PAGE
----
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We are using Apache Camel with ActiveMQ in a microservice architecture in a growing system of integration solutions. I was wondering how each service should react when they are unable to connect to the message queue, or if this should be handled at all.

As the system is right now each service logs an exception for each reconnect attempt if the message queue broker is unreachable. This seems very sub-optimal. Are there any already implemented solutions or other smart suggestions that can handle this? We run 1 non-clustered broker on localhost, so if the broker is uncreachable, it is most likely caused by the service containing the broker actually having crashed and would not be up until someone manually restarts the entire servlet container (jetty in this case), which would most likely take minutes at least. And by the time someone restarts it the log files would have countless JMS connection exceptions.

  • Are those crashes indicative of quality or design issues? It seems reasonable to focus on the crashes first, then the restart issue, and finally the delayed message delivery or re-attempt issue. – rwong Sep 12 '16 at 1:20
  • Are you concerned about logs filling up/obscuring other messages? Or how the services should behave in this event? The comment from rwong seems the most sensible approach – matt freake Sep 12 '16 at 6:38
  • You may need some separation between Development, Test and Production environments so that crashes due to recently changed and unstable code do not affect production systems. – rwong Sep 12 '16 at 7:50
  • It might interest Upstart. Even if you fix the thing with these crashes, this sort of tools makes a big deal better the availability of the services. – Laiv Nov 10 '16 at 22:59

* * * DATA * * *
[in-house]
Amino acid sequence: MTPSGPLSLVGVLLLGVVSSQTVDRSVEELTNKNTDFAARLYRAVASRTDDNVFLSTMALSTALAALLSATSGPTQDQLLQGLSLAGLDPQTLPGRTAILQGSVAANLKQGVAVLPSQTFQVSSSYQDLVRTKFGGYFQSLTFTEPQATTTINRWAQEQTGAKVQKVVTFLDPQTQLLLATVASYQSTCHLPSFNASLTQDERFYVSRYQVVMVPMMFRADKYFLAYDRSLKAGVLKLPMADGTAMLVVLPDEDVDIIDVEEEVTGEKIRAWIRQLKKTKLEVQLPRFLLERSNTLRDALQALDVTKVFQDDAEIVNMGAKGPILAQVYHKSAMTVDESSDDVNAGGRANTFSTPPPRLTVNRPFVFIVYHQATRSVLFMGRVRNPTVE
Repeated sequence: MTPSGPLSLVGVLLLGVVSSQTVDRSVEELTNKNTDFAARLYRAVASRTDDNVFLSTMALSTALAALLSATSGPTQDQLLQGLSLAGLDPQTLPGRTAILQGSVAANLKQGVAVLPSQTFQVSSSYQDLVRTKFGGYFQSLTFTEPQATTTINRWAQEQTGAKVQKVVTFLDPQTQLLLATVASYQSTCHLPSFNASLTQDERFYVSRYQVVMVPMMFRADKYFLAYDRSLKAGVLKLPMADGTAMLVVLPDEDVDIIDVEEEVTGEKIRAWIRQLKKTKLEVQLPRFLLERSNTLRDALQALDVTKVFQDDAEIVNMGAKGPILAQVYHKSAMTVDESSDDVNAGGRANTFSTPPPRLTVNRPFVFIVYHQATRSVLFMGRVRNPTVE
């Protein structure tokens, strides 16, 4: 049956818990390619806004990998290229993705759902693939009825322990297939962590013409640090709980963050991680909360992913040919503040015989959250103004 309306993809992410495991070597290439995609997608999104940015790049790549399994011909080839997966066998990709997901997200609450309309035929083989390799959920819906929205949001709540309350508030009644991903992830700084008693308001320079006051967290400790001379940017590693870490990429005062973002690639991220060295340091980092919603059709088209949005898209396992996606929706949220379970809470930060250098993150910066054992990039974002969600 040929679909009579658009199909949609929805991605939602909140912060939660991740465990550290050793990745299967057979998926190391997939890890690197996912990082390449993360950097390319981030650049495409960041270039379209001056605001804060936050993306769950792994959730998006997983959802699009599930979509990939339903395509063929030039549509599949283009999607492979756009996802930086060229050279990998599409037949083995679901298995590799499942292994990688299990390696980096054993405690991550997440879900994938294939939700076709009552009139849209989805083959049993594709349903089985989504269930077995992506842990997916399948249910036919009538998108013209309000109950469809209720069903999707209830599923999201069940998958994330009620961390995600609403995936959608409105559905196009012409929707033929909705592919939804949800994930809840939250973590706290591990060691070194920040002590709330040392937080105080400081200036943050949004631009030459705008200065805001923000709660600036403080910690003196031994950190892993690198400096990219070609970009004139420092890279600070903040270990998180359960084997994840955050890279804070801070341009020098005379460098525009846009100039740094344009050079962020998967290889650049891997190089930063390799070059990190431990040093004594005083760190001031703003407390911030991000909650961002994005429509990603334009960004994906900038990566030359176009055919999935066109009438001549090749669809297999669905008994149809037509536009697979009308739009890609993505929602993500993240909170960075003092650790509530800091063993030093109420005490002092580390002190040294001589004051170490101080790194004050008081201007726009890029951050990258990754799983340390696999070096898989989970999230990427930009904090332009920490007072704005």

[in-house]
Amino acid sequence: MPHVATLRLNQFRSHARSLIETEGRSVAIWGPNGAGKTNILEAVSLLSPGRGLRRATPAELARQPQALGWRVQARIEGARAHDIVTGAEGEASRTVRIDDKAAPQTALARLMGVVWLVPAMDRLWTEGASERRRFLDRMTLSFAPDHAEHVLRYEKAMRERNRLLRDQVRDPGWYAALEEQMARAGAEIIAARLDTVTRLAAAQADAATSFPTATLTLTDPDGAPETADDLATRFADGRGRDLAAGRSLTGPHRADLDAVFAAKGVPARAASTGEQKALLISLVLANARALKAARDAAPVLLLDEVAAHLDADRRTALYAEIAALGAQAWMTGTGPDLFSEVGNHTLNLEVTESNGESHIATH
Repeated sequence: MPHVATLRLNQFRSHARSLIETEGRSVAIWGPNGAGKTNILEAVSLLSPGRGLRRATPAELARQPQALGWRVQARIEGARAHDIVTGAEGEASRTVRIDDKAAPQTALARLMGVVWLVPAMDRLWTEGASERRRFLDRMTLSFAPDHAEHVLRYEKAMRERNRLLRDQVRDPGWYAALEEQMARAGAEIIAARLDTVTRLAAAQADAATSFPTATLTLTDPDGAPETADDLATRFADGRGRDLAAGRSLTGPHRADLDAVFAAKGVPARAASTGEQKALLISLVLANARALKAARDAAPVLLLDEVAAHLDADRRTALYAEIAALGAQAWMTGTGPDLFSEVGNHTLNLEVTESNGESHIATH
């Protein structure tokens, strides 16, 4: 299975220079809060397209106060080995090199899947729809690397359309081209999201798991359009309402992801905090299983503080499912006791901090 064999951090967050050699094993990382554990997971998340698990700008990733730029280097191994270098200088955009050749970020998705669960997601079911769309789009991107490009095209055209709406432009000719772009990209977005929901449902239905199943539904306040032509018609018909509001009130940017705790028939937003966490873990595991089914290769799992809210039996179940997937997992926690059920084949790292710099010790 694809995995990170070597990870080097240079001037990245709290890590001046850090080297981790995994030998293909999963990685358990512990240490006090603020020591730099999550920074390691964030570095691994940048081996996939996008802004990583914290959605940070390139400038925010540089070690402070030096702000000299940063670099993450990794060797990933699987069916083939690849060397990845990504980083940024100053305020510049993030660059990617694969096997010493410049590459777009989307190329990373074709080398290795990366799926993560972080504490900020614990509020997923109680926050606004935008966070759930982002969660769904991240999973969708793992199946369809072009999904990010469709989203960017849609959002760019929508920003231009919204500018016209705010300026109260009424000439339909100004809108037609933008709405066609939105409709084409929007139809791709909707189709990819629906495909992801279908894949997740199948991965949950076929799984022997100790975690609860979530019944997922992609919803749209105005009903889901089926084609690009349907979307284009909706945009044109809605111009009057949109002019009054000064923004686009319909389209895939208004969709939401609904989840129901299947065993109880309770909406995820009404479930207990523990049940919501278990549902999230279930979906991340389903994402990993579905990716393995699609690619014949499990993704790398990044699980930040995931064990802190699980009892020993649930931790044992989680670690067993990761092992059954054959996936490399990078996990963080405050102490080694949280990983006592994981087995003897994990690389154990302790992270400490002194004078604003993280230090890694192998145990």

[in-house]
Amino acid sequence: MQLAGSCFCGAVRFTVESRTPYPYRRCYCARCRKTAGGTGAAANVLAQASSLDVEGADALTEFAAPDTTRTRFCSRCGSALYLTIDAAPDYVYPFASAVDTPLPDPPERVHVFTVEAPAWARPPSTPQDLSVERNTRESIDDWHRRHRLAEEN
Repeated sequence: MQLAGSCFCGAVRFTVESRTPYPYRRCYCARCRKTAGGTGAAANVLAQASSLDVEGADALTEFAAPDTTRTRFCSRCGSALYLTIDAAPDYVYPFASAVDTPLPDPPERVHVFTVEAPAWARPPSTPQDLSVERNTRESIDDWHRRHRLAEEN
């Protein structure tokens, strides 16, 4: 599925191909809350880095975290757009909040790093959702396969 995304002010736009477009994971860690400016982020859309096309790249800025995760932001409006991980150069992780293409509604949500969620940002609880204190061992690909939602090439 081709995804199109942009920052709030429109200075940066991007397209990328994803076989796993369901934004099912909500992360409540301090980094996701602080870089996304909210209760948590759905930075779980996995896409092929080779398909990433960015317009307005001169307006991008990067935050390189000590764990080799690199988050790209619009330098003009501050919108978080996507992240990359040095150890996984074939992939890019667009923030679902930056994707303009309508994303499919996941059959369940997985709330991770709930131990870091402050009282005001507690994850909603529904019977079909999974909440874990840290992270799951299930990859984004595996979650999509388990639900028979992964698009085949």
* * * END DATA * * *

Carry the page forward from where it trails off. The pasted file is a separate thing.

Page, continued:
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Java EE containers and Spring Framework manage JMS connections, as examples. My experience with them has been that they log an error and attempt to reconnect 3 or 5 seconds later. Since there is a delay between reconnect attempts, the number of log entries shouldn't be ridiculous for a reasonable amount of time.

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There are many variables here. Ideally, one would need a greater understanding of the time constraints and the nature of the services you provide.

But in the general case I would like to advise the following: First, you should consider the probability of the different error cases. Don't add logic to handle an error which is unlikely to happen, because every addition also adds new error cases. You already have a local broker which (if I understand it correctly) will buffer messages in case the remote system goes down. This sounds like a decent principle which might save you from some network glitches. If you foresee these glitches, great. If not, I would skip the broker.

If you have the broker, it already sounds like your backup plan, so I wouldn't try to continue gracefully if it goes down. Try to make it as reliable as possible instead, finding a messaging system which is robust. You might want to have a timeout long enough to allow a quick reboot of the broker in case it crashes. But a startup time of several minutes makes this sound almost impossible, so you might want to reconsider your solution to starting the broker.

If you have a system with high load, buffering (with a local broker or not) will never save you in the long run. So you might want to reconsider and push error upstream instead. This approach has been promoted lately by the reactive manifesto and is more or less required not to bog your system down during temporary glitches. Return error codes when your system is in a failure state and force the clients to retry their requests.

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